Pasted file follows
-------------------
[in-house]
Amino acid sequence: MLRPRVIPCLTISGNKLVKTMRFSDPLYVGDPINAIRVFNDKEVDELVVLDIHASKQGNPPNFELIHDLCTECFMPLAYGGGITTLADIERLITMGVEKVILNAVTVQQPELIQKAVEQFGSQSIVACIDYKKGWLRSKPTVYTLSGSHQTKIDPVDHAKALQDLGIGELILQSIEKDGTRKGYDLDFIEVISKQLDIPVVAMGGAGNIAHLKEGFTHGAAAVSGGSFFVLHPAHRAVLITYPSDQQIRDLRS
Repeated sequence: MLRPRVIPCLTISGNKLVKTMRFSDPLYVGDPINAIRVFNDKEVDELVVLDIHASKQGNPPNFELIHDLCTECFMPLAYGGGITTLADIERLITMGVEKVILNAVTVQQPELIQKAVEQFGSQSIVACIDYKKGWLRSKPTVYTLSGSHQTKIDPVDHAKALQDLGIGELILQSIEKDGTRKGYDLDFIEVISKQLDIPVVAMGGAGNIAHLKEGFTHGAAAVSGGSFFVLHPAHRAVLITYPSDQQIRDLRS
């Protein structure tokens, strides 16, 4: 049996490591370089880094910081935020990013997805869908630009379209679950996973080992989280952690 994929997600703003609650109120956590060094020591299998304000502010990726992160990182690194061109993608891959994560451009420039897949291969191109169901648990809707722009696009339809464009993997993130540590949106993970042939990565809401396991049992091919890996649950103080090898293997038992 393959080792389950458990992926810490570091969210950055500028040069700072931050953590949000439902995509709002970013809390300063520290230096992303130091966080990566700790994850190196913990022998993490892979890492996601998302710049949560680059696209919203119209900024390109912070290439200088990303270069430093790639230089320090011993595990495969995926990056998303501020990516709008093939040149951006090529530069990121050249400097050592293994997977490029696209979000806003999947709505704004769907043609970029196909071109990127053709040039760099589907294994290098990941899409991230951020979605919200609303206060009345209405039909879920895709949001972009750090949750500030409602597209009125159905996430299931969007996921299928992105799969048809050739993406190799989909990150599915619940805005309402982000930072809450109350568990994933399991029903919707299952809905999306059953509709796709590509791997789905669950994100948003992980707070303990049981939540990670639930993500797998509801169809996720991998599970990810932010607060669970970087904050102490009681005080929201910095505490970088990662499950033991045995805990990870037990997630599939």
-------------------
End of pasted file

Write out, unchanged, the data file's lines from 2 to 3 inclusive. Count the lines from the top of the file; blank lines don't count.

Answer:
Amino acid sequence: MLRPRVIPCLTISGNKLVKTMRFSDPLYVGDPINAIRVFNDKEVDELVVLDIHASKQGNPPNFELIHDLCTECFMPLAYGGGITTLADIERLITMGVEKVILNAVTVQQPELIQKAVEQFGSQSIVACIDYKKGWLRSKPTVYTLSGSHQTKIDPVDHAKALQDLGIGELILQSIEKDGTRKGYDLDFIEVISKQLDIPVVAMGGAGNIAHLKEGFTHGAAAVSGGSFFVLHPAHRAVLITYPSDQQIRDLRS
Repeated sequence: MLRPRVIPCLTISGNKLVKTMRFSDPLYVGDPINAIRVFNDKEVDELVVLDIHASKQGNPPNFELIHDLCTECFMPLAYGGGITTLADIERLITMGVEKVILNAVTVQQPELIQKAVEQFGSQSIVACIDYKKGWLRSKPTVYTLSGSHQTKIDPVDHAKALQDLGIGELILQSIEKDGTRKGYDLDFIEVISKQLDIPVVAMGGAGNIAHLKEGFTHGAAAVSGGSFFVLHPAHRAVLITYPSDQQIRDLRS